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Starting from January 2017, 4G smartphone manufacturers in Indonesia will be required to use at least 30 percent of local content in domestically-sold smartphones and at least 40 percent for base transceiver stations (BTS). Earlier this year the Indonesian government had issued a draft regulation on this subject and last week it was signed by Indonesia’s Communications and Information Minister, the Trade Minister and the Industry Minister. What is the impact of this new rule on Indonesia’s smartphone industry?
Initially, in the draft version, the government proposed to have at least 40 percent local components required in the manufacturing of 4G smartphones that are sold domestically. However, perhaps due to criticism from the USA and other trading partners (as the new requirement favors domestic companies over foreign counterparts) as well as the unpreparedness of local Indonesian manufacturers to meet an increase in demand for Indonesian made content, this local content requirement was eventually lowered to 30 percent for all handsets based on the frequency division duplex (FDD) technology on which local carriers build their fourth generation (4G) LTE networks. However, wireless modems using 4G LTE networks, such as Bolt, are required to have minimum local content of 40 percent.
This new mandatory minimum local content rule was primarily imposed to boost the domestic manufacturing industry in a bid to reduce dependence on imports of such products (which negatively affect the country’s trade and current account balances). Previously, the government had already introduced a measure to protect the domestic smartphone industry. In mid-2014, it imposed a 20 percent luxury-goods tax on the domestic sale of high-spec imported smartphones in an effort to limit the inflow of imported smartphones and boost the local smartphone manufacturing industry.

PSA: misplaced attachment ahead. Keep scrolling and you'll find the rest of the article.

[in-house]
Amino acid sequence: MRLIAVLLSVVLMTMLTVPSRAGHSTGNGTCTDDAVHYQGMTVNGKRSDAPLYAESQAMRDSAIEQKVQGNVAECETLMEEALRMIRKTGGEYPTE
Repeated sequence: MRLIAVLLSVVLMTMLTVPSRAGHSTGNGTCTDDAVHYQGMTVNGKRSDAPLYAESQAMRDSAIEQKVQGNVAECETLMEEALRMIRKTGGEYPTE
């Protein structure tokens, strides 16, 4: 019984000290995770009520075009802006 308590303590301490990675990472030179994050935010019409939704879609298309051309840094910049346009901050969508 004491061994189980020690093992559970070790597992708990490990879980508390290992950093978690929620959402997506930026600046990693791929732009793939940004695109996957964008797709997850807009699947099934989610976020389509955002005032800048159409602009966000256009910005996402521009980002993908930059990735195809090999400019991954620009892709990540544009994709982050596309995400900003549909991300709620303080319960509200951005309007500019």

Failure to meet the new minimum local content requirement by January 2017 can result in the suspension of licenses and a ban on sales and distribution activities in Indonesia. As such, it is of vital importance for the globe’s main smartphone players (such as Samsung, Apple’s iPhone, Xiaomi and Polytron) to cooperate with local original equipment manufacturers or invest in local assemblies in order to tap Indonesia's lucrative smartphone market (see below). With labor costs still low (compared to China), Indonesia can also be an attractive production hub for these manufacturers. Moreover, Indonesia offers a new market for 4G technology, whereas 4G markets in the USA, China and Japan are already saturated. As such, joint venture opportunities seem promising.
Indonesian Smartphone Users 2013-2018:
After initially being critical, most smartphone producers threw their support behind the government’s new rule. For example, Samsung Electronics Indonesia vice president Lee Kang Hyun announced that it would meet the quota as most of its Indonesia-manufactured smartphones already have local content at 20 percent. South Korea-based Samsung Electronics Co Ltd, inaugurated a factory in Bekasi (West Java) last month in response to the new rule although it emphasized that production costs become more expensive. This plant has a total annual production capacity of around 1.5 million phones and tablets.